Delivering a great customer experience starts with insightful understanding of customer needs and the customer’s point of view. Voice of the Customer (VoC) is the process of understanding the customer’s expectations and validating the outcomes of your product through customer feedback. Instead of looking at customers through a lens that too often relies only upon analytics, business metrics, and secondary research, listening to the voice of the customer allows the business to interact with customers directly, observe their interactions, and collect feedback. By connecting directly with your customers, you can better understand how your customers view and value your products, discover deeper motivations and expectations for customer behavior, and finally validate if you are delivering on your promise.
I’m not advocating for a dismissal of analytics and secondary research. These tools offer important insights and allow for quantitative analysis of the performance of the product in the marketplace. What these tools often fail to provide is a qualitative look into the needs and motivations of users. They can track and visualize WHAT a user is doing with your product but offer little insight into the WHY. Understanding why users behave a certain way and make certain product decisions is important to design a product or service that satisfies their needs and aspirations.
You can listen to the Voice of the Customer through a variety of activities including direct observations and interviews, and indirect feedback such as comments in social networks and ratings of products that customers provide at their own leisure.
I find empathy interviews one of the most effective ways to connect with end-users and customers and understand their needs and problems-to-solve. Great empathy interviews help you understand the WHY of your customers.
Here are my top 10 tips on how to conduct empathy interviews:
1. Don’t lead with your solution or idea
Many things can go wrong in an interview. One of the biggest problems I often see is asking for feedback on your idea or solution too early. This is no longer an empathy interview as it shifts the focus away from your customer’s needs and instead focuses on validation of your idea. Who says that your idea is the right one?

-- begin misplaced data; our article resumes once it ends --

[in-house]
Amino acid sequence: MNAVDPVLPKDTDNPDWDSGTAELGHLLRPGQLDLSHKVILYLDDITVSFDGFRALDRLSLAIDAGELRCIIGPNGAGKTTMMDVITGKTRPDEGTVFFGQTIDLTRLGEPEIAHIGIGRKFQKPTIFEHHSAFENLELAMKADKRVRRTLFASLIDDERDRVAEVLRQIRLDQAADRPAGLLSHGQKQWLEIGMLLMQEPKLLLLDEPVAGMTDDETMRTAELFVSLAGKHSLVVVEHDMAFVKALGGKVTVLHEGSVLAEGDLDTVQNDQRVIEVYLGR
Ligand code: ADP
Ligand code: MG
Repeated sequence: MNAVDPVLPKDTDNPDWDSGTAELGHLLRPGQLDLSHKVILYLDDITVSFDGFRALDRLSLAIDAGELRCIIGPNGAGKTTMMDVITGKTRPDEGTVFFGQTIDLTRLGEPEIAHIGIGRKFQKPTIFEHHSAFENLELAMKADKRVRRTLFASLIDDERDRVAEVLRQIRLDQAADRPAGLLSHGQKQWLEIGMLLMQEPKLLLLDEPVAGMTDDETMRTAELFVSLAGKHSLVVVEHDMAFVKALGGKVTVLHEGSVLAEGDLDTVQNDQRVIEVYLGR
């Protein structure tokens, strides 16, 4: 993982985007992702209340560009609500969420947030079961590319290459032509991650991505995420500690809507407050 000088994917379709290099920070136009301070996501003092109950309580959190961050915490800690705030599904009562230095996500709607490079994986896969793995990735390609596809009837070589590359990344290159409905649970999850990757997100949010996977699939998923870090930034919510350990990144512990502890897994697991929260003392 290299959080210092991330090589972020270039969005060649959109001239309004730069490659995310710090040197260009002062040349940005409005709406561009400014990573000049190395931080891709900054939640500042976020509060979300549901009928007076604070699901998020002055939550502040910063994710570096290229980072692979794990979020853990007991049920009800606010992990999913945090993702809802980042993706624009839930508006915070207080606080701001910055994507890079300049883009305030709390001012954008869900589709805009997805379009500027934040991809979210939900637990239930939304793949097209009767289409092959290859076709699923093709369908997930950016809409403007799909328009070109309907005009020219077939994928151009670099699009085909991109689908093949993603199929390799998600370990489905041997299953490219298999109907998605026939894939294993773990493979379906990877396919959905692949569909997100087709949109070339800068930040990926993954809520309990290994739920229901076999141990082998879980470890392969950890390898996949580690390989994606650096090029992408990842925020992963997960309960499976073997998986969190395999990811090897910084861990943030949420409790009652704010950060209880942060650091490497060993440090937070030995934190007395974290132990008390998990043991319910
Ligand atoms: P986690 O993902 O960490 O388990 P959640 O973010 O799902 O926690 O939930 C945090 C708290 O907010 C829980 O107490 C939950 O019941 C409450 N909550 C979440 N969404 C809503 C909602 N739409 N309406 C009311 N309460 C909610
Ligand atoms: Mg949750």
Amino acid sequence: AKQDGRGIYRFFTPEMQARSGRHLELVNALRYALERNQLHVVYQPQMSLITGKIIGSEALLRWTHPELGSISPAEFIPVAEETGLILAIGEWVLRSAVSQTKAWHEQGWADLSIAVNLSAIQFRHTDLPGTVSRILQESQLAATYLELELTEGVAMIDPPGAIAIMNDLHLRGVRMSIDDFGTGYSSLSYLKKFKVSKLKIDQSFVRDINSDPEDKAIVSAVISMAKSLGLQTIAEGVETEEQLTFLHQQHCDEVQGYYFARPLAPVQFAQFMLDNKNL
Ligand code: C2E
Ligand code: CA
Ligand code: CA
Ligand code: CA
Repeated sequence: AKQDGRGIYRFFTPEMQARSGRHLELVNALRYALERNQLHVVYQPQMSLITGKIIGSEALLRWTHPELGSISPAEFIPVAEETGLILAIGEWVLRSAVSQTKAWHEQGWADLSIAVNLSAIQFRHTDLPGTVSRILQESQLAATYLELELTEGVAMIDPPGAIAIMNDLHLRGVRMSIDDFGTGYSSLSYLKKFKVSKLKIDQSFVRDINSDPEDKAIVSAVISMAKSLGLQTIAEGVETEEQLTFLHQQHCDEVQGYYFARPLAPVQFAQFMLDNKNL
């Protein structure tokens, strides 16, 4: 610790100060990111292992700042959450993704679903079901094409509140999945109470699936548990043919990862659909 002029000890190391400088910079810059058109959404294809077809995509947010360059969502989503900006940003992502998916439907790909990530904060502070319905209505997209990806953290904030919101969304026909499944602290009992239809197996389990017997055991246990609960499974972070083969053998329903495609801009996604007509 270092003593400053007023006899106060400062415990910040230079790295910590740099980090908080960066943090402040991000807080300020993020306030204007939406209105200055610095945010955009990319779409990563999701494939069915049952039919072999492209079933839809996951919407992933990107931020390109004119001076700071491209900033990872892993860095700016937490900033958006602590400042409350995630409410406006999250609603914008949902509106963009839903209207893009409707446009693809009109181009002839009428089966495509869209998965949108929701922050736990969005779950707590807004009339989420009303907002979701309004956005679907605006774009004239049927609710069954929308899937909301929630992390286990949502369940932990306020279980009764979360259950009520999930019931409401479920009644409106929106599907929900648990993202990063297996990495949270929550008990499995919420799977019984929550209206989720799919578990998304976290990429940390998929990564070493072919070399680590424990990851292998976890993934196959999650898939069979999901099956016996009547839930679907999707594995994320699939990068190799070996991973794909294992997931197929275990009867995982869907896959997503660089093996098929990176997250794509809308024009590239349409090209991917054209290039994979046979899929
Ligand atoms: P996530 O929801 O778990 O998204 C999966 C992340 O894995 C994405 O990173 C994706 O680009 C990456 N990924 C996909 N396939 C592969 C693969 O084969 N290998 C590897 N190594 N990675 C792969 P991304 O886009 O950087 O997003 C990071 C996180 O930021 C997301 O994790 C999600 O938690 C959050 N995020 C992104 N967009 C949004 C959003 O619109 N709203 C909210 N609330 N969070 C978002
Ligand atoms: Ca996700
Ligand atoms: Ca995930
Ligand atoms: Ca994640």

Instead, focus your interview on the WHY: what needs and problems are they experiencing, and why are these needs and problems important for them. Learn as much as possible about these, without the interference of your idea or possible solution. This will open up opportunities to learn more and possibly come up with a new idea – maybe one that is better than the initial one you had in mind.
If you really want to get feedback on a specific idea or solution, then I suggest the following: split the interview in two parts. The first part is entirely focused on the needs and problems (the why). In the second half of the interview, you can introduce your idea and ask for feedback. For example, you could say “To address some of the problems you mentioned earlier, I was thinking that a possible solution could be XYZ. What are your thoughts on this?”
2. Conduct interviews in person
With today’s technology, we can perform remote interviews using Skype, Whatsapp, and other applications. While this is possible, completing them in person is always the preferred format. Not only do you get a better sense of your interviewee’s body language and other visual cues, but you may also be able to observe the customer in their context.
3. Pair up with an observer/note-taker
Conducting the interview, coming up with questions, keeping focus on the interviewee, and trying to remember everything that was said are arduous tasks, and almost impossible for mere mortals to perform effectively.
It’s best to pair up with an observer and note-taker. This person’s responsibility is not to ask questions, but rather to observe the body language and other visual clues of the interviewee, and jot down everything that is said, observed, perceived.